- The Washington Times - Monday, December 6, 2004

Three death-row inmates, running out of appeals, have filed or plan to file challenges to their death sentences based on a nearly 2-year-old study of race and Maryland’s death penalty.

That means judges likely will have to determine whether Maryland’s death penalty law allows race to seep into the decisions prosecutors make.

“The race issue will finally get litigated and resolved,” said Michael Millemann, a University of Maryland law professor who also represents death-row inmate John Booth.

In the state-commissioned study released in January 2003, University of Maryland professor Raymond Paternoster studied 6,000 murder cases between 1978 and 1999, including 1,311 homicides that were eligible for the death penalty under state law.

He concluded that race plays a major role in how the death penalty is used. Prosecutors were much more likely to seek death sentences in cases with black defendants and white victims, Mr. Paternoster found.

Geography was also key. Baltimore County, where prosecutors pursue the death penalty in all eligible cases, sought the most death sentences. Prince George’s County and Baltimore, with the state’s highest homicide rates, rarely ask for executions.

Three inmates, all black men with white victims, argue that Mr. Paternoster’s findings prove they were unfairly sentenced.

Attorneys for Wesley Eugene Baker, who committed his crimes in Baltimore County but faces trial in Harford County because of a venue change, have filed appeals saying his sentence was imposed under the influence of racial prejudice.

In Prince George’s County, a judge signed a death warrant for Heath Burch but stayed the order while his attorneys file their appeal based on the Maryland study. Booth’s case is expected to be heard sometime next year in Baltimore city.

Some prosecutors disagree with the study’s conclusions. In Baltimore County, where four of the seven inmates on death row committed their crimes, State’s Attorney Sandra O’Connor pursues capital punishment in every case that is eligible.

That prevents prejudice of any kind from entering the decision-making process, said Assistant State’s Attorney Ann Brobst, who is prosecuting the Baker case.

“I think either never to seek the death penalty or to seek it whatever factors exist is clearly racially neutral,” she said.

The courts may be as skeptical of the role of race as these prosecutors.

A Supreme Court ruling in the 1987 case McCleskey v. Kemp over a similar study in Georgia found that discrepancies in sentencing “are an inevitable part of our criminal justice system.”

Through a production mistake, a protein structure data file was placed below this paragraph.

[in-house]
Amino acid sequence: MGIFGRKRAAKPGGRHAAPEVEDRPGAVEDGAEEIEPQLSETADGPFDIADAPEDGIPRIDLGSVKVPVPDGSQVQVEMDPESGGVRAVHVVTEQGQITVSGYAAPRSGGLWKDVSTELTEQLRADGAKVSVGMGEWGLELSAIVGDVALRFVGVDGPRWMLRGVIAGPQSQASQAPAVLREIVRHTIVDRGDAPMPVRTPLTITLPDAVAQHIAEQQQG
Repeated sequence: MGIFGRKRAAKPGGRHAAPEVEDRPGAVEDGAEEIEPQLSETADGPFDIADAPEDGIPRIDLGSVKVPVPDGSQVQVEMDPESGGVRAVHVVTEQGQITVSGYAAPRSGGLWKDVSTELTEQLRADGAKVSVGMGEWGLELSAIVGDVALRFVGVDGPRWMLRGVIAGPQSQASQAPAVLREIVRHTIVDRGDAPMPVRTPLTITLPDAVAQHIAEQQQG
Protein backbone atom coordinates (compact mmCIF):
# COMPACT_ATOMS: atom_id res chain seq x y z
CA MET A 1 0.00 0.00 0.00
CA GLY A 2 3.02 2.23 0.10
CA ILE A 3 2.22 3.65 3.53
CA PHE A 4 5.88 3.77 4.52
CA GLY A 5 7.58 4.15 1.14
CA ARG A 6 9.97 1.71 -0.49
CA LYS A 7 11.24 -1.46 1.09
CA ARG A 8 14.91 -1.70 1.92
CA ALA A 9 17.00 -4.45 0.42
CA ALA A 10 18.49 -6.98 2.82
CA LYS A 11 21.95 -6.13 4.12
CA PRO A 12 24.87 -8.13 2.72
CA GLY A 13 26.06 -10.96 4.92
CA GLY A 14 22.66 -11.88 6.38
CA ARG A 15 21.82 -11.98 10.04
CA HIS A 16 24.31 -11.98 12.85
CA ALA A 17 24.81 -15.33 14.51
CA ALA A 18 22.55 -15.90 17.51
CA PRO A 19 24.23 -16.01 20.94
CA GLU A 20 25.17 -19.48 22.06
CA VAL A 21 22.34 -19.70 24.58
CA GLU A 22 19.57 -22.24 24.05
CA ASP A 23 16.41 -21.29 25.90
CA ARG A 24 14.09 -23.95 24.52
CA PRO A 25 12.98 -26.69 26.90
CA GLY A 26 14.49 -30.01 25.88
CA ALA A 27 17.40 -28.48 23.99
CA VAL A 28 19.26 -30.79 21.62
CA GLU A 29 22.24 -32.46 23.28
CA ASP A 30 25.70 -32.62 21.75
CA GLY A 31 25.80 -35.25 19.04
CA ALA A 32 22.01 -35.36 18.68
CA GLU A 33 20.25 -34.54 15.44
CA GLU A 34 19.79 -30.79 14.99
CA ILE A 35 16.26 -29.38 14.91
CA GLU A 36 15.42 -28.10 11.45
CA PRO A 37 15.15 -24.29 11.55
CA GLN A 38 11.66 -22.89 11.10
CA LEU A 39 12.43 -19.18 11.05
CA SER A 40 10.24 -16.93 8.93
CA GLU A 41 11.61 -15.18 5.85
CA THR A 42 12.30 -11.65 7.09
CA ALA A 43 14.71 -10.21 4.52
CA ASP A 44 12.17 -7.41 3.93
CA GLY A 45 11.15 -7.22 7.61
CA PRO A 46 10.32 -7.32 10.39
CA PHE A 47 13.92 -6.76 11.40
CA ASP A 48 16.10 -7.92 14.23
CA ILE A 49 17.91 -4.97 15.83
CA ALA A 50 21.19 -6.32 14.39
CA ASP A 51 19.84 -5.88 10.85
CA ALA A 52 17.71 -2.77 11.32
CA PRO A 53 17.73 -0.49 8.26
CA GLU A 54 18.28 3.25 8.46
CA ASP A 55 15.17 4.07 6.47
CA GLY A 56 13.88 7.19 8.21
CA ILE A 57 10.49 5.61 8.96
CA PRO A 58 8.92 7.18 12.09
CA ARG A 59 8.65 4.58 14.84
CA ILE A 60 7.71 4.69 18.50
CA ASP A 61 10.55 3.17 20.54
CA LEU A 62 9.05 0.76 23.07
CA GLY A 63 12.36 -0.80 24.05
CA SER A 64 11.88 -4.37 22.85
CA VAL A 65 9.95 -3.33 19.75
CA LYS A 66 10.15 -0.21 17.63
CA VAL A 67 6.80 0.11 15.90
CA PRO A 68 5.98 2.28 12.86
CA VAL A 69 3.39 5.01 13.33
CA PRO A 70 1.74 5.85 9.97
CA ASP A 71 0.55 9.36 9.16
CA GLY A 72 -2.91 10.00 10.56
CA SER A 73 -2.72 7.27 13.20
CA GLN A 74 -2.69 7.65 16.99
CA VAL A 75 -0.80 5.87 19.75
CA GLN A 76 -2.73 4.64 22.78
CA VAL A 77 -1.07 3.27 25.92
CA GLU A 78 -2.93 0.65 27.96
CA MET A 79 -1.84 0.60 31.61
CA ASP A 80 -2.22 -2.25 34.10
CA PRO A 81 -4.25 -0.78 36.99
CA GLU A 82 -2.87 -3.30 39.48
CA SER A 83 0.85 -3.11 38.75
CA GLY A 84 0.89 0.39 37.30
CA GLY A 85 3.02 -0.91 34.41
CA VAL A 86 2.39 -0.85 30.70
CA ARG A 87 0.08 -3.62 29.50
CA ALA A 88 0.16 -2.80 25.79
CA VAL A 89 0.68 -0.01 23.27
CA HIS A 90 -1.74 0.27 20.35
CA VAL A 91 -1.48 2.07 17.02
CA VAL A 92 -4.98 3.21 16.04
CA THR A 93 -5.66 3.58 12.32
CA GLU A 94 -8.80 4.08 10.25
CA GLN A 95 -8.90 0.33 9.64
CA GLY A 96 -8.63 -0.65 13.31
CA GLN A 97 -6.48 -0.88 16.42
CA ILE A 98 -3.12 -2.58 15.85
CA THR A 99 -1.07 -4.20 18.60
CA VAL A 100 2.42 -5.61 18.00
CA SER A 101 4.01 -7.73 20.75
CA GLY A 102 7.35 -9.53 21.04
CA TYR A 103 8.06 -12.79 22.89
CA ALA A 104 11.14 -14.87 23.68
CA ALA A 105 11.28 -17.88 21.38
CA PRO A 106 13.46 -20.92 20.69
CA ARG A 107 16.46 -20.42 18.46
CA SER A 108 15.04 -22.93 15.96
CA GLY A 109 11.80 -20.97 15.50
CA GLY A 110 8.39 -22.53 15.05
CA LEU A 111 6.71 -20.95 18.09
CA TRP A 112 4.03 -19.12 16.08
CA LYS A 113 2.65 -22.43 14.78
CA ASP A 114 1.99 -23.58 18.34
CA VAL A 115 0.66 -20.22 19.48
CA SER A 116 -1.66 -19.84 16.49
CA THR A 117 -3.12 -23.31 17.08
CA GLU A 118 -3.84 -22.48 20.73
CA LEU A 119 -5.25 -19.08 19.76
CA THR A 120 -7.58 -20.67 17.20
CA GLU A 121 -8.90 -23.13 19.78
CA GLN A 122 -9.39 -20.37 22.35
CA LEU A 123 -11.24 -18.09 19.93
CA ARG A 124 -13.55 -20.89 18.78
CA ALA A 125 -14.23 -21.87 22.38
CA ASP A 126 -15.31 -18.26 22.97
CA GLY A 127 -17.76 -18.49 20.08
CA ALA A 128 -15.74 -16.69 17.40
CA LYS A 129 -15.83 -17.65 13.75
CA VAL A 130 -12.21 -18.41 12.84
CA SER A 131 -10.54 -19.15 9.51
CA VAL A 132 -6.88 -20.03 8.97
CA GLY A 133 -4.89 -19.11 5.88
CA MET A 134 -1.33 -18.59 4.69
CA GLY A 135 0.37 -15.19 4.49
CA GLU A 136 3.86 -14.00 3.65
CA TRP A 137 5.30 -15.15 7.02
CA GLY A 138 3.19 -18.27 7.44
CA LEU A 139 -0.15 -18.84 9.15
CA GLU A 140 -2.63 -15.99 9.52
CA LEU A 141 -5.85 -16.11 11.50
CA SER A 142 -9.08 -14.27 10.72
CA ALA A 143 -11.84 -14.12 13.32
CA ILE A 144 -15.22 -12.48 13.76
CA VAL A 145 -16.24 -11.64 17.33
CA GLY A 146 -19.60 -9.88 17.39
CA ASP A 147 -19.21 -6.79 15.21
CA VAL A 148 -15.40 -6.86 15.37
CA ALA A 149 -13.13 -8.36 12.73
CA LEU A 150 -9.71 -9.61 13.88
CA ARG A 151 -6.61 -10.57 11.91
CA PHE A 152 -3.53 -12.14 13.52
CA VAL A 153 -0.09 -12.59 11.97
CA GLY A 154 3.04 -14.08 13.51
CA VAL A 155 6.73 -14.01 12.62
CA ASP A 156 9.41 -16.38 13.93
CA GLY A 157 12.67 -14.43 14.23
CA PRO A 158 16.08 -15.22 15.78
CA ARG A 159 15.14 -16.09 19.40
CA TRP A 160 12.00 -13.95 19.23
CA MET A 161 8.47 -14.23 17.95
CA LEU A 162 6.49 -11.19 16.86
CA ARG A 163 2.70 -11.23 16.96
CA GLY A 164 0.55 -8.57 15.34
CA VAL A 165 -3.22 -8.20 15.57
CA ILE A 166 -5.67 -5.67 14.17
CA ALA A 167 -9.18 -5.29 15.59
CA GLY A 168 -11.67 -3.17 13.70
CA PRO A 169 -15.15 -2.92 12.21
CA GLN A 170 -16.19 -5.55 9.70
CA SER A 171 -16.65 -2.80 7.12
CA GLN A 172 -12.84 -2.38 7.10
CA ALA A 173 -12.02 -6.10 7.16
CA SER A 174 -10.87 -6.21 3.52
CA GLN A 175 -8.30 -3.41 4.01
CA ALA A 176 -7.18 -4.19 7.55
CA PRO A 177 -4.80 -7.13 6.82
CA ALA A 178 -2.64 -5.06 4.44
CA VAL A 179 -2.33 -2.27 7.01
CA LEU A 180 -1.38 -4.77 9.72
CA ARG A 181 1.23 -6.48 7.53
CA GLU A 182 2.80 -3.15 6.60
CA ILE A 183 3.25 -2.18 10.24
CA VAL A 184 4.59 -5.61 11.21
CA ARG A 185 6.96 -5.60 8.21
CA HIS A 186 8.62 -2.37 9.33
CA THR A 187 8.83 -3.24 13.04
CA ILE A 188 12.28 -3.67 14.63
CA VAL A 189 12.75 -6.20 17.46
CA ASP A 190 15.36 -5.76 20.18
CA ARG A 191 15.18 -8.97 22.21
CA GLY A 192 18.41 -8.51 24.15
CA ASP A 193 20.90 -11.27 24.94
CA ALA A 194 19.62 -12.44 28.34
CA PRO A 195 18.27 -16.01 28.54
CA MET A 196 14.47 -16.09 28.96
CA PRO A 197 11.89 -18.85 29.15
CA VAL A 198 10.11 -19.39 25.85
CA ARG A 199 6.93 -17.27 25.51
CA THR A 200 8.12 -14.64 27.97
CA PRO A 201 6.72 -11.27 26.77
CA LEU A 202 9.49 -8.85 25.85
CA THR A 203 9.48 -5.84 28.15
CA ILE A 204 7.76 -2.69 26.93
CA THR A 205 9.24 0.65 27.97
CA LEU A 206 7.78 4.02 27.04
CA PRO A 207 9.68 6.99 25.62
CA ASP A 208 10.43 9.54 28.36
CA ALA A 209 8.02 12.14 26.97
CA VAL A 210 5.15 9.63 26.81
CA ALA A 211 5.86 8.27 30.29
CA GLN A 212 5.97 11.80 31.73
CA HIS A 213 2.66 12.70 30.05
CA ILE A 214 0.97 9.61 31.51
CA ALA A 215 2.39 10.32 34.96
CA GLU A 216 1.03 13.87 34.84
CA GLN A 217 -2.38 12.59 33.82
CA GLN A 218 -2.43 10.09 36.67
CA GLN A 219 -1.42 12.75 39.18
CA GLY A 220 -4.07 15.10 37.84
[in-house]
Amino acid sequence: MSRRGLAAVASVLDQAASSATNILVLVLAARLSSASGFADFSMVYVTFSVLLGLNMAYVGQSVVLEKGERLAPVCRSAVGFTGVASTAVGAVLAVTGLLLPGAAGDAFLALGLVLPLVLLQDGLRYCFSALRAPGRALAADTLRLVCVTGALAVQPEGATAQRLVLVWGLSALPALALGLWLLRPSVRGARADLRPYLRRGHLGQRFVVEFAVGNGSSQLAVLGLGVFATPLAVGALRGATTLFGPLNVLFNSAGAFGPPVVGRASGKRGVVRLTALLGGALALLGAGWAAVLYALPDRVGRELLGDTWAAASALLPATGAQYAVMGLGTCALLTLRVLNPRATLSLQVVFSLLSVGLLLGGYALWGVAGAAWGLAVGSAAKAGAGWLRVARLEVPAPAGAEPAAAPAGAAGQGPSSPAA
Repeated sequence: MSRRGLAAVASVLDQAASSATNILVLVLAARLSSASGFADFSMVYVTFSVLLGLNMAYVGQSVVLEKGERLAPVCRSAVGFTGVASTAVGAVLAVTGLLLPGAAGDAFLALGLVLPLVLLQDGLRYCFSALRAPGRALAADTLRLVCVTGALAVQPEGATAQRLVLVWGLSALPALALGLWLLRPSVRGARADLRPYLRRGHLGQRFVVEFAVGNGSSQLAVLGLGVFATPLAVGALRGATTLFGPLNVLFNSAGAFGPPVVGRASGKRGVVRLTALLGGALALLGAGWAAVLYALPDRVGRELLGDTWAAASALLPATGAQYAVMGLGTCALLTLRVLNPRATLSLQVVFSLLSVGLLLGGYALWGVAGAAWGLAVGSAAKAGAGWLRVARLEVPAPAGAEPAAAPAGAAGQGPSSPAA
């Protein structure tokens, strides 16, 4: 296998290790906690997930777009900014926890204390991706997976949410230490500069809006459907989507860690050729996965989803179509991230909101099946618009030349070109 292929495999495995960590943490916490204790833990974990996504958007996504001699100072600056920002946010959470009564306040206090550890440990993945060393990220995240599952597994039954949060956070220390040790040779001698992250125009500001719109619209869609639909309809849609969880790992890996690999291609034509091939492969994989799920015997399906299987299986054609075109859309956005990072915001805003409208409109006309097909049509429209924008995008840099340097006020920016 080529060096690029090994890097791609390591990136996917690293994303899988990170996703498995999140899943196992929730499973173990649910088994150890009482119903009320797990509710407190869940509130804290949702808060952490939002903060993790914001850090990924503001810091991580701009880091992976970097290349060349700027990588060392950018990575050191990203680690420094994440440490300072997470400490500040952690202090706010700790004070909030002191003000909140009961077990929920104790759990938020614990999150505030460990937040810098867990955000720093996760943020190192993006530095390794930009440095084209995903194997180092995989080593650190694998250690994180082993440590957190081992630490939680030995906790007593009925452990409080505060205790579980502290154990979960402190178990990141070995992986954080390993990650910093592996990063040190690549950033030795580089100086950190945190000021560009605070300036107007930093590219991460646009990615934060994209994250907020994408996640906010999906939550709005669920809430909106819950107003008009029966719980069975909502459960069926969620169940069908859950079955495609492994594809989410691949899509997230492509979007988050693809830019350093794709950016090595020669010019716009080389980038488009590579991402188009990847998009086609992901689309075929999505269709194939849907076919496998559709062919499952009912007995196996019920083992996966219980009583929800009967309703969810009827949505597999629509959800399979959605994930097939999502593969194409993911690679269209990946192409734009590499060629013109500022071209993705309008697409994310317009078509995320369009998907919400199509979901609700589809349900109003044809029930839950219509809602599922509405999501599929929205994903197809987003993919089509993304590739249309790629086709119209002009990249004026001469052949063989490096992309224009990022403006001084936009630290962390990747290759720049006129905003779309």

That has significantly dulled the effect of appeals based on broad, statistical analyses of capital punishment, said University of Iowa law professor David Baldus, who wrote the Georgia study.

Defense attorneys must prove that the decision to seek the death penalty was driven by racial prejudice in a specific prosecutor’s office or with a particular prosecutor, he said. Broad studies rarely go that deep.

“The court says statistical evidence is irrelevant,” he said. “You’ve got to come up with an admission by a prosecutor or jury that they took race into account. That’s impossible to do.”

Cornell University law professor John Blume, who has litigated several appeals based on racial studies, said the chances that any of the Maryland inmates will succeed are slim.

Appealing a sentence on racial grounds is best done by focusing on a specific office, he said. That means doing a miniature study on a prosecutor’s office to get close to McCleskey’s requirement that there be some specific proven racial animus.

“By looking at it on a smaller level, you can attempt to demonstrate more likelihood of bias,” Mr. Blume said.

The three Maryland inmates using the Maryland study may be using that tactic. Mr. Paternoster said all three have asked him to cull his data for detailed reports on death penalty decisions in Baltimore, Baltimore County and Prince George’s County.

Mr. Blume also noted that the U.S. Supreme Court has been willing recently to take on death penalty questions. The court has barred the death penalty for the mentally retarded and people younger than 16 and is considering whether those younger than 18 should be eligible for execution.

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